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PreparedStatement!

 
Seetharaman Venkatasamy
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Hi All,


please can anyone explain me the meaning of precompiled ...

thanks & regards,
seetharaman
 
Scott Selikoff
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From the PreparedStatement API: "A SQL statement is precompiled and stored in a PreparedStatement object. This object can then be used to efficiently execute this statement multiple times."

The alternative is a Statement in which data is not known about the query until it is executed. The common example is if you need to do 100 inserts. With a PreparedStatement you can use the same statement 100 times, just changing some of the input values inbetween update calls. With a regular statement, this is compiled at runtime and cannot be changed.
 
chandra mohan
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Originally posted by Scott Selikoff:
From the PreparedStatement API: "A SQL statement is precompiled and stored in a PreparedStatement object. This object can then be used to efficiently execute this statement multiple times."

The alternative is a Statement in which data is not known about the query until it is executed. The common example is if you need to do 100 inserts. With a PreparedStatement you can use the same statement 100 times, just changing some of the input values inbetween update calls. With a regular statement, this is compiled at runtime and cannot be changed.


Scott,
Lets have a small pseudo code of what you said
(If we are going to insert 100 records means usually we will use the loop)

String var = "a";
String query="Insert...";

for()
{
........
preparedstatement.setString(1,var);
executeInsert
}

In the above pseudo code instead of prepared statement if I am using statement then also I can change the value at runtime like this correct ?

String var = "a";
String query="Insert..." + var;

for()
{
........
var = ...
executestatement
}


So I can assign values at runtime in both the statements then what Pre compile exactly means ?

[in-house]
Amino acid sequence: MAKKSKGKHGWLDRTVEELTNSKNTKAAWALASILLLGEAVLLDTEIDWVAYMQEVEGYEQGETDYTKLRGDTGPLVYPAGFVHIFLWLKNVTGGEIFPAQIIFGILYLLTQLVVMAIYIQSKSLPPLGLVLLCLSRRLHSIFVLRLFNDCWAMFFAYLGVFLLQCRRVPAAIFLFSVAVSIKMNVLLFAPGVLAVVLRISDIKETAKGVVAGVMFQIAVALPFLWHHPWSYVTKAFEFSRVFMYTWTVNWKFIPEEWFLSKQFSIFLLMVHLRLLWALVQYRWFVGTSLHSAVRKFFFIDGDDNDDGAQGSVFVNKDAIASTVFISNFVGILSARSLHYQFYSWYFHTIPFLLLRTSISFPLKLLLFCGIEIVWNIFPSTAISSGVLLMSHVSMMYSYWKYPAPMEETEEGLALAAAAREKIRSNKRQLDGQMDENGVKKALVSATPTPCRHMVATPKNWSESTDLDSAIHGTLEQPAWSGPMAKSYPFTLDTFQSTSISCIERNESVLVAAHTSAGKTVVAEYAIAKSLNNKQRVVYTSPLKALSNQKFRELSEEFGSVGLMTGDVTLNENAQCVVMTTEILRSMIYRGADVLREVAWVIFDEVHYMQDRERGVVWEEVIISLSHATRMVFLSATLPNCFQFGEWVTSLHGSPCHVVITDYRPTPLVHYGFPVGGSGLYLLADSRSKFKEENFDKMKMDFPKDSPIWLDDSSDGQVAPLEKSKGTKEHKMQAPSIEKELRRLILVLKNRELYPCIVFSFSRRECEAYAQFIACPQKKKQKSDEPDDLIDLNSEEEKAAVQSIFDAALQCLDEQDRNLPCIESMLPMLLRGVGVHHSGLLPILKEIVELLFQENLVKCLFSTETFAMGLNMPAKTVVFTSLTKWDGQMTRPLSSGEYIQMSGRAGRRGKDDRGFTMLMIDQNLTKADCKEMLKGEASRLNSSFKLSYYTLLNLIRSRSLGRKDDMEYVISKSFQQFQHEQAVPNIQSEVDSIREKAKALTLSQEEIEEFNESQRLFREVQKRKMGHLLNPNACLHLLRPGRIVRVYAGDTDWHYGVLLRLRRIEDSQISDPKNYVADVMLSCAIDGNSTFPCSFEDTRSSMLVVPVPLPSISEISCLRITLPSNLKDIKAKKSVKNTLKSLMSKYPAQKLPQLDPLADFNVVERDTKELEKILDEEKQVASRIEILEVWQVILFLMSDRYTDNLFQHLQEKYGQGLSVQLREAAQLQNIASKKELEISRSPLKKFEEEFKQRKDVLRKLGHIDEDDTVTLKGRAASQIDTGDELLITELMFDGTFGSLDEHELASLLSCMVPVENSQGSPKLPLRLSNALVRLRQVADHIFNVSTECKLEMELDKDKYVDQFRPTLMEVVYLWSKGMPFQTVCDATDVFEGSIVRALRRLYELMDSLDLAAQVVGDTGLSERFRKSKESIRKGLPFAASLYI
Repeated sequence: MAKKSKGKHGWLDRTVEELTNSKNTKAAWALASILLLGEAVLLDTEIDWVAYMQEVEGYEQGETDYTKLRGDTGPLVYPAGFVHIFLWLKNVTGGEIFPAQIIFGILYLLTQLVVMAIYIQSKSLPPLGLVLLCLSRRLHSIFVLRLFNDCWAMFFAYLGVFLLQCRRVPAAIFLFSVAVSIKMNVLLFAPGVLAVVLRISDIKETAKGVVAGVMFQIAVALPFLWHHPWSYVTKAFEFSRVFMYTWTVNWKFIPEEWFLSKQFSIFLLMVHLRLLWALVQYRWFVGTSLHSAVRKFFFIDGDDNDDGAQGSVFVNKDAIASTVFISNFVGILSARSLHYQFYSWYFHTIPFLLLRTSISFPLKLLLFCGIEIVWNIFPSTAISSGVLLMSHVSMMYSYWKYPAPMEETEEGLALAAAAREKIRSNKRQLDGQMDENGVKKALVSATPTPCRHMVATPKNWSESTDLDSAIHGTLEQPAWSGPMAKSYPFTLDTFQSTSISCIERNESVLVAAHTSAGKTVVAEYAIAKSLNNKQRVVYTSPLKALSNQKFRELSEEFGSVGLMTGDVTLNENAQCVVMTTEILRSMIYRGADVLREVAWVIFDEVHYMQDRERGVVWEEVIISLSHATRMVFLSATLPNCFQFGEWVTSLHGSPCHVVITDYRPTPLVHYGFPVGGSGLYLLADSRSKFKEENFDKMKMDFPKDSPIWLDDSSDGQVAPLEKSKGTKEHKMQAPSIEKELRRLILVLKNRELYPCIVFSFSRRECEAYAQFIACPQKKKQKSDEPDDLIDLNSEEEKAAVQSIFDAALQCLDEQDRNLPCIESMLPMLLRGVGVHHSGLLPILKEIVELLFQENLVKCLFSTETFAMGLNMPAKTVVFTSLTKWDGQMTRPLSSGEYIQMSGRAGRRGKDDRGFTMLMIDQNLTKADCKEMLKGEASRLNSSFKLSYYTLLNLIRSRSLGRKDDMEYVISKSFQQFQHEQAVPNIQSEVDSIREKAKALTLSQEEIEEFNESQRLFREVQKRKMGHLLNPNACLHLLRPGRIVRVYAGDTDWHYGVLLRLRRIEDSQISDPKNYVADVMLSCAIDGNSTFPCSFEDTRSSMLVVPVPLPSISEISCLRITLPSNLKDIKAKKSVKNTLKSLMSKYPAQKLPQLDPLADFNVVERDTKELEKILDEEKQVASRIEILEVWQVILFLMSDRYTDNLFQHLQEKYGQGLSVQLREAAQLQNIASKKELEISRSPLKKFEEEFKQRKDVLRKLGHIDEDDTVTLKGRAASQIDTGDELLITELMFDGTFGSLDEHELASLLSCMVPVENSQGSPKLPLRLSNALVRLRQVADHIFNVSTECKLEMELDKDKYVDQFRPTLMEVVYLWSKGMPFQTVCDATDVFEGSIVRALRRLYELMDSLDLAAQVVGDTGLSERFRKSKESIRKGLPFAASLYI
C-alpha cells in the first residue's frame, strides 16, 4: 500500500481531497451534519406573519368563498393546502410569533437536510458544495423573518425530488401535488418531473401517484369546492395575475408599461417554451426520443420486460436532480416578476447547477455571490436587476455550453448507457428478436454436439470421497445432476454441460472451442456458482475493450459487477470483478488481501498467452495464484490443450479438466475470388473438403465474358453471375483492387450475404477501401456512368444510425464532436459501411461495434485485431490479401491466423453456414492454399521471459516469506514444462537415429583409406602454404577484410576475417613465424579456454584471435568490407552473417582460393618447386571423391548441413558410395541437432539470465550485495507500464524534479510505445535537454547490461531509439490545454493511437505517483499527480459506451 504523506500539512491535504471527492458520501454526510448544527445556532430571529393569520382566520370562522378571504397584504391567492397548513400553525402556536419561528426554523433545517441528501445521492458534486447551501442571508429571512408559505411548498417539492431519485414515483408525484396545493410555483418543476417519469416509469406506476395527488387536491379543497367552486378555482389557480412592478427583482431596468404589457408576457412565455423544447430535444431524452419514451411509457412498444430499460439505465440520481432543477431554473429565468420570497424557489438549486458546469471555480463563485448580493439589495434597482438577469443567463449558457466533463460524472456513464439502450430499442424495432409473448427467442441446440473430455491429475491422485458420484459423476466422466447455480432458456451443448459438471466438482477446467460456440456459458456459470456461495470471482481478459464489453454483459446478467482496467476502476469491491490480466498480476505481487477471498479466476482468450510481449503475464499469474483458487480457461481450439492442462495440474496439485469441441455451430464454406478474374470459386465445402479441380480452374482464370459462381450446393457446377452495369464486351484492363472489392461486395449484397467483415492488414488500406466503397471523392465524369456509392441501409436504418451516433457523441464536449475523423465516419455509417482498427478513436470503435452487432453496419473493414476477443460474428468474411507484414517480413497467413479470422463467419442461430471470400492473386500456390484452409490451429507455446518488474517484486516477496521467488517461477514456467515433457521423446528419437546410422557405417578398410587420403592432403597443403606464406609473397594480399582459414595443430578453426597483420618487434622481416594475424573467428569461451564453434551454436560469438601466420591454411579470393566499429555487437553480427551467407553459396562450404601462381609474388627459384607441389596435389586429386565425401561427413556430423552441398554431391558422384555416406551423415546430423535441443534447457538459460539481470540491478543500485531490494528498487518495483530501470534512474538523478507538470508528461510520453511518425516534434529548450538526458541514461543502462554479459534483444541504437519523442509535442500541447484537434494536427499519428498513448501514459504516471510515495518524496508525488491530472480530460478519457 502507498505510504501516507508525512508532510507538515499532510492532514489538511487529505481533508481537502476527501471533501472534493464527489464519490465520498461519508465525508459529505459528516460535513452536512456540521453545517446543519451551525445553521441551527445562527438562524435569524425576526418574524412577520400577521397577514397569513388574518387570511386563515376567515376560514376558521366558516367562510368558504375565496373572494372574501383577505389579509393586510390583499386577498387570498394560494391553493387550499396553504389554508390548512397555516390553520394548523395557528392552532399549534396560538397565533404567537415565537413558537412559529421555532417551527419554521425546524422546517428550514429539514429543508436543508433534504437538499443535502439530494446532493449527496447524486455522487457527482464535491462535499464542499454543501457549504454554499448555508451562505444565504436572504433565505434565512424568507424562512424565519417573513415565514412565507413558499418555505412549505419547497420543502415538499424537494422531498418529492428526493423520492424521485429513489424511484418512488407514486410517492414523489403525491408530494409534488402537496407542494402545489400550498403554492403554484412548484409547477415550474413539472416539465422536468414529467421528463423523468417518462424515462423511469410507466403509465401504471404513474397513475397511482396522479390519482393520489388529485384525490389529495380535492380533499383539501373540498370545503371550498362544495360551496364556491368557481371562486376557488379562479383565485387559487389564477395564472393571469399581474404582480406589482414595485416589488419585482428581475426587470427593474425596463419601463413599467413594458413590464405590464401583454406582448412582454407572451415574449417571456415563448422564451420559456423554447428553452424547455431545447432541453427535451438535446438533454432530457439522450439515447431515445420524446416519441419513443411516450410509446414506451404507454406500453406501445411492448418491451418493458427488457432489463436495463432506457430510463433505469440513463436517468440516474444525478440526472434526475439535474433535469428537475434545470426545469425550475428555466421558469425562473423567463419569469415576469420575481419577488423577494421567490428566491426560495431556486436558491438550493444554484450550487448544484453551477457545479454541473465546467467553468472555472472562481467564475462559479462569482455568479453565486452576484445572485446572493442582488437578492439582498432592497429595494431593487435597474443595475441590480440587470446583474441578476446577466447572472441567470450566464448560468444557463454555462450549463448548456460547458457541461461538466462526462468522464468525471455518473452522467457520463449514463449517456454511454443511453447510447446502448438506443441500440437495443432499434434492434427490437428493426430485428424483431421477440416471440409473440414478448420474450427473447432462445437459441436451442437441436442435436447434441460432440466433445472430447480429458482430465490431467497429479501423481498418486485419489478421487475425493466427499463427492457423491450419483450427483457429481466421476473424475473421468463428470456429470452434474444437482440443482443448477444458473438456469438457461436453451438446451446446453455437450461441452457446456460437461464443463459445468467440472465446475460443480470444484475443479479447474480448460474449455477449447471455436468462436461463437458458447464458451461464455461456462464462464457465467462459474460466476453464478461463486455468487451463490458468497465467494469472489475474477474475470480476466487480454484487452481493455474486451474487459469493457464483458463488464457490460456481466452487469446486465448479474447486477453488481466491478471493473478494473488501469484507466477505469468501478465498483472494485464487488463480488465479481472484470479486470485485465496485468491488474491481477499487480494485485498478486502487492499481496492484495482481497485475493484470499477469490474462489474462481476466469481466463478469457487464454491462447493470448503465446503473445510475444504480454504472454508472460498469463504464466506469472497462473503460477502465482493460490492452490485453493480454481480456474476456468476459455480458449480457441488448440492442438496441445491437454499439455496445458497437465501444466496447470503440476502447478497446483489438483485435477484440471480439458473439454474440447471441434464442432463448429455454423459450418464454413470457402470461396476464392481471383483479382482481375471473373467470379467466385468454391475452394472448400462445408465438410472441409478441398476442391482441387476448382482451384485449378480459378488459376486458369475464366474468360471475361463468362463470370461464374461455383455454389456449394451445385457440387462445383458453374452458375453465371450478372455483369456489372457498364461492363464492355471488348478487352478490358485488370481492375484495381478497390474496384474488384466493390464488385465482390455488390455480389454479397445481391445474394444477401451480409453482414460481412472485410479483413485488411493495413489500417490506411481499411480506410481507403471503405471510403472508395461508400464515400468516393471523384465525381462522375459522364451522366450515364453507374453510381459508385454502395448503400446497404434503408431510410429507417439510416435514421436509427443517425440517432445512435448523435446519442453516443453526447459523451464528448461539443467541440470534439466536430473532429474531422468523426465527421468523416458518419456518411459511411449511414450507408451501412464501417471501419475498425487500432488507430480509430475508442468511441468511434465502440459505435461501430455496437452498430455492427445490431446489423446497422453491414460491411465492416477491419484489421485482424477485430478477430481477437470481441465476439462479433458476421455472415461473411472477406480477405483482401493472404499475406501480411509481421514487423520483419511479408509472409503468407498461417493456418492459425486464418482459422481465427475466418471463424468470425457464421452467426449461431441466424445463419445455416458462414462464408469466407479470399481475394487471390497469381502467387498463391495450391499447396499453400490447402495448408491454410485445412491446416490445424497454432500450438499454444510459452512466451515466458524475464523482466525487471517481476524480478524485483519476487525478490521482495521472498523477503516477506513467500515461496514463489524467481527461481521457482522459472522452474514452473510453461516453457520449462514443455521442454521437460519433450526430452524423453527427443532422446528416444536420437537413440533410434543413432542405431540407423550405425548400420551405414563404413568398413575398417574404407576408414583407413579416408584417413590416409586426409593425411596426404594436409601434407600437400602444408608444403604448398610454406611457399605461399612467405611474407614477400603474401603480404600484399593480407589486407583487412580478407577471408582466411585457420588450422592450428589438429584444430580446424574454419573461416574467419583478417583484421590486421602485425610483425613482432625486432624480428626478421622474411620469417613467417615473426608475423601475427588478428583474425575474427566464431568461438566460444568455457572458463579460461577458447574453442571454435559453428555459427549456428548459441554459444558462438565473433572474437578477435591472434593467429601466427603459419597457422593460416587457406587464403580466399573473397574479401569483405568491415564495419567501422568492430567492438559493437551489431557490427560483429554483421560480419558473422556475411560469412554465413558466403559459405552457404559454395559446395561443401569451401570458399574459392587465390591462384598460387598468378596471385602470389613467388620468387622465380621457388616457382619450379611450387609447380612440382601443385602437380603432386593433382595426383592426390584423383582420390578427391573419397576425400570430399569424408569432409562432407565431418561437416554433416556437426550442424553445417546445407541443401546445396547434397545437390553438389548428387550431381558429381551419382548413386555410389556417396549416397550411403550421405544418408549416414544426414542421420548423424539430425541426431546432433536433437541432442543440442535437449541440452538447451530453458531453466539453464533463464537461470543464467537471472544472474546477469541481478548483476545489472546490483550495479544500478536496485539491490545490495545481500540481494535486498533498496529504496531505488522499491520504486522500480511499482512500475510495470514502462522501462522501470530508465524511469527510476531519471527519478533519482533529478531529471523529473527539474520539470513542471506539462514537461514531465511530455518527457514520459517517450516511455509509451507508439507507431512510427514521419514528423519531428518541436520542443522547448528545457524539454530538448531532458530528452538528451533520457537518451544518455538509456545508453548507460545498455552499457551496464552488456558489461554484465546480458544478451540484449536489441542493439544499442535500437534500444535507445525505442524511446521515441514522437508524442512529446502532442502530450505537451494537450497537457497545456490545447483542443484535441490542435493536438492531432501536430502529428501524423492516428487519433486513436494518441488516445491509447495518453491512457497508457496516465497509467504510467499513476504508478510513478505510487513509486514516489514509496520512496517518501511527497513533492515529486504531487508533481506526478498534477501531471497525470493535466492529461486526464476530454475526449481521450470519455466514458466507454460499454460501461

I thought that It is for performance improvement.
 
Jeanne Boyarsky
author & internet detective
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Chandra,
When the driver/database/connection sees a SQL statement, it figures out how to execute it. If the string matches exactly one executed recently, it re-uses the plan. This is related to pre-compiling. In your first example, the SQL is exactly the same since a question mark is used. In your second example, the query is different and the database treats it like a query it is never seen before.

Additionally, you can use batching for insert SQL statements. With prepared statements, you make this even more explicit because you set the SQL once and just set batches of parameters.
 
chandra mohan
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Thanks Jeanne,

I got your point about precomiplation but I have one more doubt. You said in my second example the query is different.I am just changing the value not the query so how it would be different ?
 
Herman Schelti
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hi Chandra,

YOU know that the query is the same (with just a different value of the parameter), but the database sees a different String than before, therefore thinks it's a new query.

Herman
 
Jeanne Boyarsky
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Chandra,
Herman is correct. This is why I emphasized the word "exactly". The database isn't smart enough to know to things are the same unless they are identical.
 
chandra mohan
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Thanks guys,
I got it now.
 
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